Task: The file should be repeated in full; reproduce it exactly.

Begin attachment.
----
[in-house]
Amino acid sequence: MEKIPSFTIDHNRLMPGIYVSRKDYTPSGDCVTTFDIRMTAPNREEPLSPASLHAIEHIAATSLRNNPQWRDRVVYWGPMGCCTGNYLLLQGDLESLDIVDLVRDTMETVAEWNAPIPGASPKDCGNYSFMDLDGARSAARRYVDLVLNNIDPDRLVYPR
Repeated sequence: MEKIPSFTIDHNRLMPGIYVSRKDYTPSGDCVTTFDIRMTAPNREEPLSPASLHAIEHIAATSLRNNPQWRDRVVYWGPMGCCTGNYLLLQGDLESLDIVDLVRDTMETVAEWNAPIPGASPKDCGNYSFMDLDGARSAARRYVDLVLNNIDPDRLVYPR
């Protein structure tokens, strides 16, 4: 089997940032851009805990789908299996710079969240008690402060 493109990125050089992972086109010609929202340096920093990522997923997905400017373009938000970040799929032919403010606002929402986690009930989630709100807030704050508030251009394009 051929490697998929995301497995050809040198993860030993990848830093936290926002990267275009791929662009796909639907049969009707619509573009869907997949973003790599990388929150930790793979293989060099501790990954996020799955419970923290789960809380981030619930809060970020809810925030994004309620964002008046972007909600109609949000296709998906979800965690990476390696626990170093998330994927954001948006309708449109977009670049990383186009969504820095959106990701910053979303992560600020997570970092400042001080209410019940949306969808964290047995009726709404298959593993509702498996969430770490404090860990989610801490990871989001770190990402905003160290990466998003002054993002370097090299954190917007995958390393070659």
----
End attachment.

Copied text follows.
[in-house]
Amino acid sequence: MEKIPSFTIDHNRLMPGIYVSRKDYTPSGDCVTTFDIRMTAPNREEPLSPASLHAIEHIAATSLRNNPQWRDRVVYWGPMGCCTGNYLLLQGDLESLDIVDLVRDTMETVAEWNAPIPGASPKDCGNYSFMDLDGARSAARRYVDLVLNNIDPDRLVYPR
Repeated sequence: MEKIPSFTIDHNRLMPGIYVSRKDYTPSGDCVTTFDIRMTAPNREEPLSPASLHAIEHIAATSLRNNPQWRDRVVYWGPMGCCTGNYLLLQGDLESLDIVDLVRDTMETVAEWNAPIPGASPKDCGNYSFMDLDGARSAARRYVDLVLNNIDPDRLVYPR
């Protein structure tokens, strides 16, 4: 089997940032851009805990789908299996710079969240008690402060 493109990125050089992972086109010609929202340096920093990522997923997905400017373009938000970040799929032919403010606002929402986690009930989630709100807030704050508030251009394009 051929490697998929995301497995050809040198993860030993990848830093936290926002990267275009791929662009796909639907049969009707619509573009869907997949973003790599990388929150930790793979293989060099501790990954996020799955419970923290789960809380981030619930809060970020809810925030994004309620964002008046972007909600109609949000296709998906979800965690990476390696626990170093998330994927954001948006309708449109977009670049990383186009969504820095959106990701910053979303992560600020997570970092400042001080209410019940949306969808964290047995009726709404298959593993509702498996969430770490404090860990989610801490990871989001770190990402905003160290990466998003002054993002370097090299954190917007995958390393070659």